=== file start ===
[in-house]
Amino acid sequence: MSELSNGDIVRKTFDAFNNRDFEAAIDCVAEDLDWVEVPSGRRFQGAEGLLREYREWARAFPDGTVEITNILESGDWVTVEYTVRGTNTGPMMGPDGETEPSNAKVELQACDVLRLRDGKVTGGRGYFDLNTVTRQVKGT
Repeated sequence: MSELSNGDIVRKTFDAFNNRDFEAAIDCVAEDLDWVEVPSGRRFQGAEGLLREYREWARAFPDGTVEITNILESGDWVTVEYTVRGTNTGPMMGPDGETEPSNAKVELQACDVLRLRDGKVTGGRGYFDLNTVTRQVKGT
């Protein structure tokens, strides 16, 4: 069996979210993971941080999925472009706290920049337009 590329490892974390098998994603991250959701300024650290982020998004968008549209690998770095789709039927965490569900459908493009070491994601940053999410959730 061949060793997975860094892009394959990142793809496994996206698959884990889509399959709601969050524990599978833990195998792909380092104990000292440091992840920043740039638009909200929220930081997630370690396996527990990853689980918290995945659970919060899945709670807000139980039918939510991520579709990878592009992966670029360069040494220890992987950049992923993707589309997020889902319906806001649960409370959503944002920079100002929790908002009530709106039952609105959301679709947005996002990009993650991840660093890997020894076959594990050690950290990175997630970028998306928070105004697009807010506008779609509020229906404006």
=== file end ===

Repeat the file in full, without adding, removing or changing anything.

[in-house]
Amino acid sequence: MSELSNGDIVRKTFDAFNNRDFEAAIDCVAEDLDWVEVPSGRRFQGAEGLLREYREWARAFPDGTVEITNILESGDWVTVEYTVRGTNTGPMMGPDGETEPSNAKVELQACDVLRLRDGKVTGGRGYFDLNTVTRQVKGT
Repeated sequence: MSELSNGDIVRKTFDAFNNRDFEAAIDCVAEDLDWVEVPSGRRFQGAEGLLREYREWARAFPDGTVEITNILESGDWVTVEYTVRGTNTGPMMGPDGETEPSNAKVELQACDVLRLRDGKVTGGRGYFDLNTVTRQVKGT
């Protein structure tokens, strides 16, 4: 069996979210993971941080999925472009706290920049337009 590329490892974390098998994603991250959701300024650290982020998004968008549209690998770095789709039927965490569900459908493009070491994601940053999410959730 061949060793997975860094892009394959990142793809496994996206698959884990889509399959709601969050524990599978833990195998792909380092104990000292440091992840920043740039638009909200929220930081997630370690396996527990990853689980918290995945659970919060899945709670807000139980039918939510991520579709990878592009992966670029360069040494220890992987950049992923993707589309997020889902319906806001649960409370959503944002920079100002929790908002009530709106039952609105959301679709947005996002990009993650991840660093890997020894076959594990050690950290990175997630970028998306928070105004697009807010506008779609509020229906404006």